8 C. Wright & A. Miller, Federal Practice and Procedure § 2024, at 198-99 (1970) (footnotes omitted); see Diversified Indus.. Inc. v. Meredith. 572 F.2d 596, 604 (8th Cir. 1977), on rehearing. 572 F.2d 596, 606 (8th Cir. 1978) (en banc); The Work Product Doctrine, 68 Cornell L.Rev. 760, 844-48 (1983). The advisory committee's notes to Rule 26(b)(3) affirm the validity of the Wright and Miller test: "Materials assembled in the ordinary course of business * * * * or for other nonlitigation purposes are not under the qualified immunity provided by this subdivision." Fed.R.Civ.P. 26(b)(3) advisory committee notes.

Id. at 401. Finally, and particularly relevant in terms of the outcome of this motion, the party asserting the work-product privilege has the burden of demonstrating its applicability. See, e.g., PepsiCo, Inc. v. Baird, Kurtz & Dob son, LLP, 305 F.3d 813, 817 (8th Cir .2002) ("In order to protect work product, the party seeking protection must show the materials were prepared in anticipation of litigation, i.e., because of the prospect of litigation.").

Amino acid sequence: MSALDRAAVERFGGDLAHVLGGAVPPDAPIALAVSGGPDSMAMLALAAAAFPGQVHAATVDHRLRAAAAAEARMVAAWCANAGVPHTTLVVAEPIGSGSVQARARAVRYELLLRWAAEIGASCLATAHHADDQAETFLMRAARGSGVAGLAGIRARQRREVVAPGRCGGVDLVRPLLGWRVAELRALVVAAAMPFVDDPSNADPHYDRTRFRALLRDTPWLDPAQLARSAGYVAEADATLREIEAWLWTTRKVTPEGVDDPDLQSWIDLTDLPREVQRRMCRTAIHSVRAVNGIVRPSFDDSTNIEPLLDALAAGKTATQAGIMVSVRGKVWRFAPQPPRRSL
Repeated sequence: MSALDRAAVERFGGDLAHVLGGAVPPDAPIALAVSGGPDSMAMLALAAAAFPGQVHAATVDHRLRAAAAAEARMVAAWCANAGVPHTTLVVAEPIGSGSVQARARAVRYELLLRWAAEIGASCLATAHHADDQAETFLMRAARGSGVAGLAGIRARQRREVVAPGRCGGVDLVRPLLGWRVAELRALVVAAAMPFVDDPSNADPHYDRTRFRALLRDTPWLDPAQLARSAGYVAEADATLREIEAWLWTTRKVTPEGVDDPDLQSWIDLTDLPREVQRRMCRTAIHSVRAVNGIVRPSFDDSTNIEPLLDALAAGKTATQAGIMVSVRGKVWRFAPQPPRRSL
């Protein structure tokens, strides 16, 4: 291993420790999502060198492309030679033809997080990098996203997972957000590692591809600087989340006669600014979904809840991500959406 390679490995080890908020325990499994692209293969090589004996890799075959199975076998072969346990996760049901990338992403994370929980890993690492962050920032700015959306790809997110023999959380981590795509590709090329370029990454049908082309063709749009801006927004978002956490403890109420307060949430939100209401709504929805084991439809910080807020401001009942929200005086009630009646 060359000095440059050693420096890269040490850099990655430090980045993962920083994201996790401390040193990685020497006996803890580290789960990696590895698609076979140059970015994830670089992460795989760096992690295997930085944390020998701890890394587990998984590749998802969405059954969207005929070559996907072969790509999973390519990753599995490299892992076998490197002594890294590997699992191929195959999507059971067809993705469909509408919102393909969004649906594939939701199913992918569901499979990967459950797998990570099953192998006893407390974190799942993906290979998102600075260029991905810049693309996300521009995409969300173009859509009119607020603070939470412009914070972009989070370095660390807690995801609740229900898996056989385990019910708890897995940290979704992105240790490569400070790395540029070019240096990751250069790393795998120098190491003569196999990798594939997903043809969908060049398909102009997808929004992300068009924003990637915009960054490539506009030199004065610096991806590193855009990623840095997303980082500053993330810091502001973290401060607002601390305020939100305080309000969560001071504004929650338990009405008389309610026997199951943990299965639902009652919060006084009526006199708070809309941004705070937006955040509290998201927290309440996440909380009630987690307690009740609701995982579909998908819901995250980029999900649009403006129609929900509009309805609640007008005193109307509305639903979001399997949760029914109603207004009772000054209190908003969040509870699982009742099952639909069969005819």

B. Analysis

         Shipman's claim that the notes in question are protected work product is grounded upon two points. The first is the following testimony Shipman gave during his deposition:

Q. Allright. Didyou--didyouthinkyou were goingtogetsued on October - - as of October 26, 2013, after the event, did you figure you were going to get sued?
A. Sure.
Q. Okay, ...